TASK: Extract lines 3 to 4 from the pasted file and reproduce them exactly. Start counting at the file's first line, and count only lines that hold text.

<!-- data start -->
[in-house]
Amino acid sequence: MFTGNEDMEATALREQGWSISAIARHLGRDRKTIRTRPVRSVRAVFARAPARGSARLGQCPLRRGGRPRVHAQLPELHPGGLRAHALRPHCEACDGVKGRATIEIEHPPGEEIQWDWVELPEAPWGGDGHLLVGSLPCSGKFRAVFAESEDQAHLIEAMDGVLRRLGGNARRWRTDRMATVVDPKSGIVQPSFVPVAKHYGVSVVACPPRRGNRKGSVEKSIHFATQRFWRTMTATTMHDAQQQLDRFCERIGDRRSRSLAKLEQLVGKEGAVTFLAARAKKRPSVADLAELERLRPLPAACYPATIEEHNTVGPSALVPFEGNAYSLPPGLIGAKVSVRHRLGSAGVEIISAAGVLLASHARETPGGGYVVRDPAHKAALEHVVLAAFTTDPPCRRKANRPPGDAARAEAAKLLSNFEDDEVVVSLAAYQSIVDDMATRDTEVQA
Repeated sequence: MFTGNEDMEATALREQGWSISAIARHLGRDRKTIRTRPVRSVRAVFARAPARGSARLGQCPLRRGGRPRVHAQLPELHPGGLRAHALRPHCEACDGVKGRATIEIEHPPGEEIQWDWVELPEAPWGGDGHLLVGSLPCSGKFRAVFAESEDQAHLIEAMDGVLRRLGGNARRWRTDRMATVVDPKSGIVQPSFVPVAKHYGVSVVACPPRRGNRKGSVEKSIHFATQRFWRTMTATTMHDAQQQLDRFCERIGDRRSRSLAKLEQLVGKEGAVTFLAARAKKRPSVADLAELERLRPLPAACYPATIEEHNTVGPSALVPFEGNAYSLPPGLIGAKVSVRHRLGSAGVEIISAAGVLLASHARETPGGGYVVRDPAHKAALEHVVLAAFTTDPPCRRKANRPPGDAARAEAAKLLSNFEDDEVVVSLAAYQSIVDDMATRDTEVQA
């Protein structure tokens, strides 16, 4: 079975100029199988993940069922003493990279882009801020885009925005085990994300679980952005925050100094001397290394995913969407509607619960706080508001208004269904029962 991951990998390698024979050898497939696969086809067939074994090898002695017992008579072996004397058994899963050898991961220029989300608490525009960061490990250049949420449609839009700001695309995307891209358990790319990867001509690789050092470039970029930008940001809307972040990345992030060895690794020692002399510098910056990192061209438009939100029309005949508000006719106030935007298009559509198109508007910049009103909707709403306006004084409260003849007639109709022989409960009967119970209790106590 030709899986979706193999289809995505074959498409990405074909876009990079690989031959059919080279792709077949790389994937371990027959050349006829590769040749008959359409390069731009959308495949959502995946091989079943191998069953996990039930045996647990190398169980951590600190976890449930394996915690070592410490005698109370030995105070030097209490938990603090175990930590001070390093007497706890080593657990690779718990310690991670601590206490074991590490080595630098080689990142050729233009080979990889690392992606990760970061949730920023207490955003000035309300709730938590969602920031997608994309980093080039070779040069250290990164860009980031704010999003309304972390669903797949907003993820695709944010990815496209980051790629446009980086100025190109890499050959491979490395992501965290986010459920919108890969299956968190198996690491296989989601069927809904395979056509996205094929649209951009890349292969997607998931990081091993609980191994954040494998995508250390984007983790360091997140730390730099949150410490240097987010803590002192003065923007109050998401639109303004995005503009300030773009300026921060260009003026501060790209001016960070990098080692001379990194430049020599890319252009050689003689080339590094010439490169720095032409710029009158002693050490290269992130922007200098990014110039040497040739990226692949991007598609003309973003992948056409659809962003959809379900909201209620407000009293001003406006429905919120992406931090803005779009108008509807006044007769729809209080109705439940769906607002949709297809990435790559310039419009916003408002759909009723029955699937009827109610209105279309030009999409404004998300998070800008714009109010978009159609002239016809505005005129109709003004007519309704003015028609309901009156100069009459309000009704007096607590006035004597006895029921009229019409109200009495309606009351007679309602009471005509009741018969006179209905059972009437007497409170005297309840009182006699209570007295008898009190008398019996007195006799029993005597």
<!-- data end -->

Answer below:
Repeated sequence: MFTGNEDMEATALREQGWSISAIARHLGRDRKTIRTRPVRSVRAVFARAPARGSARLGQCPLRRGGRPRVHAQLPELHPGGLRAHALRPHCEACDGVKGRATIEIEHPPGEEIQWDWVELPEAPWGGDGHLLVGSLPCSGKFRAVFAESEDQAHLIEAMDGVLRRLGGNARRWRTDRMATVVDPKSGIVQPSFVPVAKHYGVSVVACPPRRGNRKGSVEKSIHFATQRFWRTMTATTMHDAQQQLDRFCERIGDRRSRSLAKLEQLVGKEGAVTFLAARAKKRPSVADLAELERLRPLPAACYPATIEEHNTVGPSALVPFEGNAYSLPPGLIGAKVSVRHRLGSAGVEIISAAGVLLASHARETPGGGYVVRDPAHKAALEHVVLAAFTTDPPCRRKANRPPGDAARAEAAKLLSNFEDDEVVVSLAAYQSIVDDMATRDTEVQA
């Protein structure tokens, strides 16, 4: 079975100029199988993940069922003493990279882009801020885009925005085990994300679980952005925050100094001397290394995913969407509607619960706080508001208004269904029962 991951990998390698024979050898497939696969086809067939074994090898002695017992008579072996004397058994899963050898991961220029989300608490525009960061490990250049949420449609839009700001695309995307891209358990790319990867001509690789050092470039970029930008940001809307972040990345992030060895690794020692002399510098910056990192061209438009939100029309005949508000006719106030935007298009559509198109508007910049009103909707709403306006004084409260003849007639109709022989409960009967119970209790106590 030709899986979706193999289809995505074959498409990405074909876009990079690989031959059919080279792709077949790389994937371990027959050349006829590769040749008959359409390069731009959308495949959502995946091989079943191998069953996990039930045996647990190398169980951590600190976890449930394996915690070592410490005698109370030995105070030097209490938990603090175990930590001070390093007497706890080593657990690779718990310690991670601590206490074991590490080595630098080689990142050729233009080979990889690392992606990760970061949730920023207490955003000035309300709730938590969602920031997608994309980093080039070779040069250290990164860009980031704010999003309304972390669903797949907003993820695709944010990815496209980051790629446009980086100025190109890499050959491979490395992501965290986010459920919108890969299956968190198996690491296989989601069927809904395979056509996205094929649209951009890349292969997607998931990081091993609980191994954040494998995508250390984007983790360091997140730390730099949150410490240097987010803590002192003065923007109050998401639109303004995005503009300030773009300026921060260009003026501060790209001016960070990098080692001379990194430049020599890319252009050689003689080339590094010439490169720095032409710029009158002693050490290269992130922007200098990014110039040497040739990226692949991007598609003309973003992948056409659809962003959809379900909201209620407000009293001003406006429905919120992406931090803005779009108008509807006044007769729809209080109705439940769906607002949709297809990435790559310039419009916003408002759909009723029955699937009827109610209105279309030009999409404004998300998070800008714009109010978009159609002239016809505005005129109709003004007519309704003015028609309901009156100069009459309000009704007096607590006035004597006895029921009229019409109200009495309606009351007679309602009471005509009741018969006179209905059972009437007497409170005297309840009182006699209570007295008898009190008398019996007195006799029993005597």